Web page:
Neuroporphyrias, a heterogeneous group of metabolic diseases, are diagnosed less often than their true prevalence justifies. Lack of awareness of porphyrias and their protean clinical and biochemical manifestations, is the most significant hurdle to their recognition and diagnosis. These points are reflected in the unusual case reported here, which highlights the potential damage that inappropriate management may cause when the diagnosis is missed over a long period. We diagnosed heterozygous Acute Intermittent Porphyria (AIP) in a 15-y old girl, who first presented with autism at the age of 4 years. This phenotypic association has not been previously reported. In addition to the unrecognized phenotype, her normal urinary aminolevulinic acid and porphobilinogen, findings which are not compatible with symptomatic porphyria according to well established criteria, could also have led to a missed diagnosis of neuroporphyria. However, the diagnosis of AIP was established on the basis of a 64% reduction in erythrocyte hydroxymethylbilane synthase (HMBS) activity and the finding of a known causative AIP mutation (p.D178N). We therefore recommend that porphyria should be considered in autistic children especially when there is an atypical course or unexpected abreaction to medications. The biochemical and genetic data should be carefully evaluated in a specialized porphyria center.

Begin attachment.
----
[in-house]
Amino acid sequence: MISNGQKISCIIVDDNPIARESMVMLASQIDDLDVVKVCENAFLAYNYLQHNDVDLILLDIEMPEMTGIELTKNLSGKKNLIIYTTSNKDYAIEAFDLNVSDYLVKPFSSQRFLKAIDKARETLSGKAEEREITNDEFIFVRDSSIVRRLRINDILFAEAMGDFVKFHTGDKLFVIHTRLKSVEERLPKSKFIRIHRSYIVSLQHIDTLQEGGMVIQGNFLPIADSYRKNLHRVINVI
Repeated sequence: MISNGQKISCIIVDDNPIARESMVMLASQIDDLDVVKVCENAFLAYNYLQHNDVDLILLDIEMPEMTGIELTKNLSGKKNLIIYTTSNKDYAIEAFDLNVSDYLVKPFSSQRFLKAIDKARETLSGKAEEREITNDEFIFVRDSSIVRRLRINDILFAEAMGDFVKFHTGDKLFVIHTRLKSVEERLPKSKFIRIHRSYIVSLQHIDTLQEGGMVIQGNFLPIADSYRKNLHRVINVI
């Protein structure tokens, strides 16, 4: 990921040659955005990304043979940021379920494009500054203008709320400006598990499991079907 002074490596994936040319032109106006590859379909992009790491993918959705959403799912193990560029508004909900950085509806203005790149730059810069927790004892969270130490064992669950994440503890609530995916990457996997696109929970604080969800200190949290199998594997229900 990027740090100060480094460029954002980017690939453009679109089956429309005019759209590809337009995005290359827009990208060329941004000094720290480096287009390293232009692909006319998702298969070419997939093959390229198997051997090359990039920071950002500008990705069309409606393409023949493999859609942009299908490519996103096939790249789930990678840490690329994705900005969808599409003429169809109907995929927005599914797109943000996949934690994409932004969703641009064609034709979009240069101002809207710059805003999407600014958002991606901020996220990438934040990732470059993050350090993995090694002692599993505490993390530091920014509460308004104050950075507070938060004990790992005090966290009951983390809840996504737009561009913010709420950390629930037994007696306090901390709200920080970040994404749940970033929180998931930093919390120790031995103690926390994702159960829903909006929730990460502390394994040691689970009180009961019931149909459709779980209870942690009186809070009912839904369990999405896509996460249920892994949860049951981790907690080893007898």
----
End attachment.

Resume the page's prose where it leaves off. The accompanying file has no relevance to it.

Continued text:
- Free radical; hydrogen peroxide
- Heme biosynthesis